Wednesday, Aug 23, 2017, 6:42 AM CST – China

Special Report

E-commerce Activism

From Stall to Mall

Taobao’s shift towards a business-to-consumer model has come at a cost to small-scale sellers, who are learning some harsh lessons about the cutthroat world of business

Ouyang Qingqing, a 20-year-old sophomore from Zhejiang Province, displays her Taobao store‘s bestselling item, an eye-bag corrector PHOTO BY LIU JUN / LENS

A warehouse sometimes doubles as a bedroom for a Taobao merchant PHOTO BY LIU JUN / LENS

Taobao’s shift towards a business-to-consumer model has come at a cost to small-scale sellers, who are learning some harsh lessons about the cutthroat world of business

Over the past decade, domestic online marketplace Taobao has risen to eclipse online giants such as eBay to become China’s leading online retail platform. It has enjoyed particular popularity with small-scale sellers; everyone in modern China seems to have a Taobao store, with merchants ranging from college students to farmers to wholesalers who find themselves with a little surplus stock.

But such diversity in China’s online merchant class may soon be a thing of the past. Having previously focused on customer-to-customer (C2C) retail with its highly accessible Marketplace platform, in 2008 Taobao began its foray into the business-to-customer (B2C) market with the establishment of its highly regulated premium portal, Tmall. With many C2C customers now struggling to survive, Taobao’s change of face has left many dispirited.

Indeed, due to the bias of Taobao’s internal search engine, the website’s C2C sellers now find it difficult even to display their wares; in every product search, Tmall stores occupy the top three results. Previously decided by the time companies list a product, meaning every store had an equal chance of coming out on top, search result rankings are now decided by various parameters including previous sales volume of the product, the seller’s credit rating, and the number of times the store has been visited and bookmarked.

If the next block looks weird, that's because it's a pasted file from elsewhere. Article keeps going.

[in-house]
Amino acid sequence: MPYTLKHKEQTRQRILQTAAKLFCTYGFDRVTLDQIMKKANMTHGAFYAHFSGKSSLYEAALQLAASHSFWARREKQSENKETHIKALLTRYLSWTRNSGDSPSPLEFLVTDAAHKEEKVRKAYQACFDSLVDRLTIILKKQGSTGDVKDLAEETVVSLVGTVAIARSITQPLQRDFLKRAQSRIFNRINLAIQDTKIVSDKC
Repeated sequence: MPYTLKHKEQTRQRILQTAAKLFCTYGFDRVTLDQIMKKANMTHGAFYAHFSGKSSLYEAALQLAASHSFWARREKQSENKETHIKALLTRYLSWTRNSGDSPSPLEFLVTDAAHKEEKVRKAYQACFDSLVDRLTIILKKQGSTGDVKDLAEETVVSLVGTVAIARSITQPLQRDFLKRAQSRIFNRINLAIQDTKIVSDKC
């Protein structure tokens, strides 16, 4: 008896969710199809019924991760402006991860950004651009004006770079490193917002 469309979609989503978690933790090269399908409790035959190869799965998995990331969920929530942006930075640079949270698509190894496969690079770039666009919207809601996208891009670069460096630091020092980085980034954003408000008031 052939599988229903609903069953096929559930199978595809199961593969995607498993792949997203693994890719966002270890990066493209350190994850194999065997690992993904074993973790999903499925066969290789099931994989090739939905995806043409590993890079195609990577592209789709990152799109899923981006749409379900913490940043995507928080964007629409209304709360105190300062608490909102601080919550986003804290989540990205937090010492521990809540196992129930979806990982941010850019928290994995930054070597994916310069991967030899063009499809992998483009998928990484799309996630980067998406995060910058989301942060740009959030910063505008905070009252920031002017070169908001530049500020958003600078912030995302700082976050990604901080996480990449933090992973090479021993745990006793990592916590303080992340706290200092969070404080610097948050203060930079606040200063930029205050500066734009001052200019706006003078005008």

Additionally, the sales volume reading of a Tmall store is able to accumulate over time, while that of a C2C store is reset to zero at the end of every month, making it even more difficult for small sellers to attract attention.

Even for sellers who had established solid roots on Taobao Marketplace, business has been hard to sustain. Wang Weiyang, a 29-year-old woman from east China’s Jiangsu Province, started her Taobao operation in 2005 upon leaving university, when she found herself faced with a lack of prospects in an overpopulated job market.

By that time, Taobao had begun to take the upper hand over eBay in the battle for the China market. With free registration, commission-free transactions and a free third-party payment platform, the homegrown hero soon amassed millions of registered users. By 2006, Taobao had overcome the previously dominant eBay, which charges commission, eventually edging it out of the market entirely.

“For start-ups, Taobao looked like heaven,” said Wang. This was an image that Taobao was keen to reinforce; the company’s slogan at the time was “Small is beautiful.”

Wang’s business of spectacle frames started slowly but soon picked up. After three years, her store had recorded more than 5,000 transactions, and she found herself better off than most of her white-collar former classmates. But Wang’s luck changed when Tmall was launched in 2008. Since then, customer traffic to her store has dropped by more than half.

Struggling to Profit

Kick-started by customer traffic redirected from Taobao Marketplace, Tmall soon overtook major rivals Dangdang and 360buy to become the country’s largest B2C portal. Aside from higher profit margins than Taobao Marketplace, which generates revenue mostly from advertising, quality control was another reason for the shift toward Tmall. Populated by companies rather than individuals, the B2C platform is much easier to regulate, said Chen Shousong, an e-commerce researcher with Beijing-based IT consultancy Analysys International.